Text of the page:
An Article In Meteorite-Times Magazine
by Tom Phillips and Martin Horejsi

Differential Interference Contrast

DIC (Differential Interference Contrast) Read this segment of a write up on this technique taken from a microscope Web Site and you will see why I just had to try it on meteorites. I am always using equipment and techniques in ways they were never designed for.

Reflected light microscopy is one of the most common techniques applied in the examination of opaque specimens that are usually highly reflective and, therefore, do not absorb or transmit a significant amount of the incident light. Slopes, valleys, and other discontinuities on the surface of the specimen create optical path differences, which are transformed by reflected light DIC microscopy into amplitude or intensity variations that reveal a topographical profile. Unlike the situation with transmitted light and semi-transparent phase specimens, the image created in reflected light DIC can often be interpreted as a true three-dimensional representation of the surface geometry, provided a clear distinction can be realized between raised and lowered regions in the specimen.

A significant difference between differential interference contrast in transmitted and reflected light microscopy is that two Nomarski (or Wollaston) prisms are required for beam shearing and recombination in the former technique, whereas only a single prism is necessary in the reflected light configuration. Light passes through the same Nomarski prism twice, traveling in opposite directions, with reflected light DIC. The shear produced when the light waves pass through the prism on the way to the objective is canceled during their second journey through the prism upon returning from the specimen surface. In this regard, the Nomarski prism and objective serve an identical function for incoming light waves as the first prism and condenser optical system in a transmitted light microscope. Similarly, light reflected from the specimen surface is gathered by the objective and focused into the Nomarski prism interference plane (conjugate to the objective rear focal plane), analogous to the manner in which these components function in transmitted light.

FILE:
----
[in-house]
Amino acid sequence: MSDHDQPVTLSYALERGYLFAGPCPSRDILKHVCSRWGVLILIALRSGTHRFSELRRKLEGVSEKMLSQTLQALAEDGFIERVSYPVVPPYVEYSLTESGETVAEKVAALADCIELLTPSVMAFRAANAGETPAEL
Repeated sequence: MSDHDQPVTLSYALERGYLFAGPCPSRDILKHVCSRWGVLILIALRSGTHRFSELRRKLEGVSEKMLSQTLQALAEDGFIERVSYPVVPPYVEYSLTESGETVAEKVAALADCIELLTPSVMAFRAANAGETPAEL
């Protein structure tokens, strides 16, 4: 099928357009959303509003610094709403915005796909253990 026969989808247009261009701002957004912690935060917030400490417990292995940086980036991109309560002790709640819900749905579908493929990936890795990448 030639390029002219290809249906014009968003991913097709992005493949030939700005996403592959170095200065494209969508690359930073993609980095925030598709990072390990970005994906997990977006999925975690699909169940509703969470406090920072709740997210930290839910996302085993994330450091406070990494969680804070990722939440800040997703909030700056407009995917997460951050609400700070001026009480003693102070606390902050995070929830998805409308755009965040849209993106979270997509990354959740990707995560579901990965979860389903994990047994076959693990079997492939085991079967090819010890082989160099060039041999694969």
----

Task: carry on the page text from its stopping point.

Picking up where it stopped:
My intent was to capture differences in the reflective properties of various locations on a meteorite slice. Several people emailed me about the October Micro Visions, where I showed two images with what appears to be Widmanstatten Patters in an iron fleck, I used this technique to bring those patterns out. I have no idea if this is in any way useful, but it sure does produce some colorful images.

I have included a before and after combination on two of the images just to show you what a difference this technique makes. The rest are just for fun!

Tom Phillips can be reached by email at:

Meteorite Photos and Images
The Tom Phillips Microscopic Meteorite Photography and Gallery